Welcome to another guest post from the grand mind of Tom Bentley, who is certainly one of my favourite living writers.
For any of you who find the need (and have the courage) to take up a pen, tap on a QWERTY or chisel some hieroglyphs on an 8 1/2" x 11" stone tablet, here is Tom's blog for writers:
His early post, "The Perfect Writer's Martini," is well worth searching back for. "The perfect writer’s martini is the martini in your hand." Silly Tom.
Anyway, here are some effervescent ramblings from his fertile mind, and a welcome reminder for the dentists in the audience of how it all looks from the other side.
Don't Lose Your Wisdom Along with Your Teeth
Did I ever tell you about the time I had several wisdom teeth removed (to my wisdom's deficit) by my one-eyed oral surgeon, whom I paranoidly thought was REALLY OUT TO GET ME? I thought not. Hitch up your horse and settle in—it's a terrifying tale.
Picture a naive college lad who had the jawbone of an ass, but no Samson strength. That's my way of saying that I had a painfully braying jaw, three wisdom teeth at odds with optimum alignment, all clamoring to make hay with my thousand-dollar smile. The fourth fellow in the mix had been eradicated long ago—a little matter of an abscess that had me hitting eleven on the flaming pain scale. But I digress.
Being new in my Sonoma County town, I sought the referral advice of a venerable sage: one of my drinking buddies, who appeared to have all of his teeth. The dentist he referred me to referred me in turn to a local oral surgeon, Dr. Caliban (name changed to protect the guilty). Through some means of expensive trickery, the good doctor had managed to make his office look clean and respectable; i.e., I could smell no corpses in the waiting room.
I was brought in by his perky assistant, whose highly caffeinated manner I mistook for her unbridled enthusiasm for the tooth trade. Little did I know she would be part of the treachery. It began with the administration of the cyanide, er, I mean nitrous. Now, never having been under the influence of nitrous before, yet being an advocate of euphoric states, I presumed a soothing ride on the nitrous train would ease me into the extraction experience. Fool!
Perhaps she turned the dial a twist too many, or perhaps being a nitrous rookie caught me unawares, but after only being a gas-sucker for a minute or two, my picture of mouth matters to come had changed considerably. First, the assistant, who had left briefly, returned to ask me how I was feeling. Probably had she peered deeply into my goggled eyes, and perhaps glanced at the popping veins produced by my death grip on the chair, she would have known: I was consumed alarmed.
I'd quickly worked it out: these people were going to do me some harm. Perhaps install a jukebox in my mouth, open a small oral bakery that peddled burnt offerings, maybe tune harmonicas in there, no matter—they were up to no good.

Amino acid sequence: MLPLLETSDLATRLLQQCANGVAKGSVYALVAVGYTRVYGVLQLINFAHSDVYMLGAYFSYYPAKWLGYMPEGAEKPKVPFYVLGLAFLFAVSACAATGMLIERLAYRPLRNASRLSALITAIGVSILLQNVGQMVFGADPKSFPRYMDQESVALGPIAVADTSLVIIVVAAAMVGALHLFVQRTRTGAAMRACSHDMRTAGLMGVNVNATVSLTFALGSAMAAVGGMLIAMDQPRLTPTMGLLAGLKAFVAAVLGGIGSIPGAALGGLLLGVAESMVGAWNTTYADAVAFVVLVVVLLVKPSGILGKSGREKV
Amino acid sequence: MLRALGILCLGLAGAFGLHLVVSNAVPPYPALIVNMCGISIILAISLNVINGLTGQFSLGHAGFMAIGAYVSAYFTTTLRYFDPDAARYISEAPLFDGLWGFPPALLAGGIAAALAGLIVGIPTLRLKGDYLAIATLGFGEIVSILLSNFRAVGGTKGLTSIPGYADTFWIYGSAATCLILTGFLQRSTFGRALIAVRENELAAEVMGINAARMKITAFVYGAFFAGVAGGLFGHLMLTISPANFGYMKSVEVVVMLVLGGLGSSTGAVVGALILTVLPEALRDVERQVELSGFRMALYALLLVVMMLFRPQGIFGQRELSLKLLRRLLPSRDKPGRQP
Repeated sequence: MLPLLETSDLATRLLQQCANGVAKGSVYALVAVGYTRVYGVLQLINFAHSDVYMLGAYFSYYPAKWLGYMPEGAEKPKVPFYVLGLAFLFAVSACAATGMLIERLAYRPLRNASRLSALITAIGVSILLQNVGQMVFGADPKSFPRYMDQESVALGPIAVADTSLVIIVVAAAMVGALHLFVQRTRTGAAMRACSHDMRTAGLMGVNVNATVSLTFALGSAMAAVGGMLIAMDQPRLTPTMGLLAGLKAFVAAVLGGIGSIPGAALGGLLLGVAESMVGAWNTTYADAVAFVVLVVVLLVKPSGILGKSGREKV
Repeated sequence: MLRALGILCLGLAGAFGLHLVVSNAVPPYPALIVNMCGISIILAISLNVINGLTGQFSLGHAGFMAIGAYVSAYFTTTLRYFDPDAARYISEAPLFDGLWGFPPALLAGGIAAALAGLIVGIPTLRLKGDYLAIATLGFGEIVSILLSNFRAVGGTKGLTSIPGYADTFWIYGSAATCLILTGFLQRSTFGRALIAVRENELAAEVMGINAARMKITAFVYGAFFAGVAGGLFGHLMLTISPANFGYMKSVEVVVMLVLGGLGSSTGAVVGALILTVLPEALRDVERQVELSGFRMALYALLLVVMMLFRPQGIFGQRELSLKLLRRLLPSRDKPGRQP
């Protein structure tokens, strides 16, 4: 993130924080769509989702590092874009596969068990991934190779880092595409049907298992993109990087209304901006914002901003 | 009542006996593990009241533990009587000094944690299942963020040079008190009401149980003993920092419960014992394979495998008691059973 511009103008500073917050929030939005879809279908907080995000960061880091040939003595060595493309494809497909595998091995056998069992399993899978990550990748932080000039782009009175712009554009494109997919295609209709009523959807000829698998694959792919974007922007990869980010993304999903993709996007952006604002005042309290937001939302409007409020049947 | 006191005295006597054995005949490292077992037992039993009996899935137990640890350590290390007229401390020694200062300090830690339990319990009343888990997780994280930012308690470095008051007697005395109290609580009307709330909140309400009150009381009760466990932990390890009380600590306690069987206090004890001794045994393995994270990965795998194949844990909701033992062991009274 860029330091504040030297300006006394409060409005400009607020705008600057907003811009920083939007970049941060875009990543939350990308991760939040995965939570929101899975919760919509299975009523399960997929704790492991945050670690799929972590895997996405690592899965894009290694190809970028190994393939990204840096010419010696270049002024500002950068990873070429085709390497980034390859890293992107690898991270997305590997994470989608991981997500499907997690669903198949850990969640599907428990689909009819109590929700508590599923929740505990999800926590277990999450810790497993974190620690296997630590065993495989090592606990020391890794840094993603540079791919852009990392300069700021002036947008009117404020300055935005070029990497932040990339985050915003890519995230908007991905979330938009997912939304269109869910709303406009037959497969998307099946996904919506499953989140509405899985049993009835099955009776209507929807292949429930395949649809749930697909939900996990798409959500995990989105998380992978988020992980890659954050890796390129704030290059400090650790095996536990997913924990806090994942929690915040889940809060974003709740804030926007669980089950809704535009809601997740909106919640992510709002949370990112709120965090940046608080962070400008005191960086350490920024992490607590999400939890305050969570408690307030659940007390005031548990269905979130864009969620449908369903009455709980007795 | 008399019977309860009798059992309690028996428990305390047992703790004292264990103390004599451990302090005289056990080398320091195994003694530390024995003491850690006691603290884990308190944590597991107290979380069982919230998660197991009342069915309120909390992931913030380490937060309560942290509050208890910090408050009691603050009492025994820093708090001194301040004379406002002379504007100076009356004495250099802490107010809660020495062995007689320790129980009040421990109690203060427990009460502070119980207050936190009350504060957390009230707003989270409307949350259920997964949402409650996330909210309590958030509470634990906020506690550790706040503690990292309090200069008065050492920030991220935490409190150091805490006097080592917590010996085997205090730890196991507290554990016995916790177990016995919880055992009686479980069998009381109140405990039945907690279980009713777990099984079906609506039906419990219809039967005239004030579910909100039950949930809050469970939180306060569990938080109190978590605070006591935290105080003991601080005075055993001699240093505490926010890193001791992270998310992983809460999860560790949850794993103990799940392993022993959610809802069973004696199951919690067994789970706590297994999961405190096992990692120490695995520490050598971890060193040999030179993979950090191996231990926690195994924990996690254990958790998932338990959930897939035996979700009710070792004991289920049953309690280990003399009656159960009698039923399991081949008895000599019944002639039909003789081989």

I was already certain of that even before the dental assistant opened a long drawer that was spilling over with sample drugs, and pointing to it, leaned over to me and said, "There's really no need to feel any pain here." Now this drawer looked to me to be spilling over with various unlabeled pills and small boxes. There were some that looked like how suckers were dispensed in my childhood, long rows of individually packaged pills in cellophane. To me, it seemed like she'd just pluck whatever nostrum was first at hand and pop it in my mouth, whether it was a plutonium isotope or a pinch of sink cleanser.
It didn't help when my oral surgeon entered the room. He seemed affable enough, but one of his eyes was nearly shut, and he seemed to keep struggling in vain to lift its heavy lid. In my nitrous dream, I saw him as the figure in Poe's Tell-tale Heart, someone whose diseased eye indicated deep malice within.
The doctor looked at the nitrous tank, made some small adjustment, and nodded to me and to his assistant, and they both went out. So! They politely went out of earshot in order to discuss whether to behead me, or use their clever crushing chair to shatter my bones.
You see, at this point, I was fully engaged with the paranoiac reaction that I had to the nitrous. My mind was racing with anxiety—I was a bare second from getting up out of the chair and running screaming out of the room. But, either right then I begin to adjust to the drug, or that plus I was able to talk myself down, convincing myself that I was merely having your standard full-blown anxiety attack in an office where they were going to pull my God-given teeth out. Nothing to be afraid of.
And indeed, though having three wisdom teeth extracted at a time is not nearly as much fun as putting soap on your brother's toothbrush, I lived. The nitrous wore off, and I was mouth-sore, but normal. And I haven't had nitrous since, to test if that indeed was the source of my scare. I know now were I to be having a such a reaction in the good Dr. Wilson's office, he would soothingly recite passages from Rogers' Diffusion of Innovations, or perhaps show me some of his renderings of Leonardo's Vitruvian Man, and everything would be just peachy.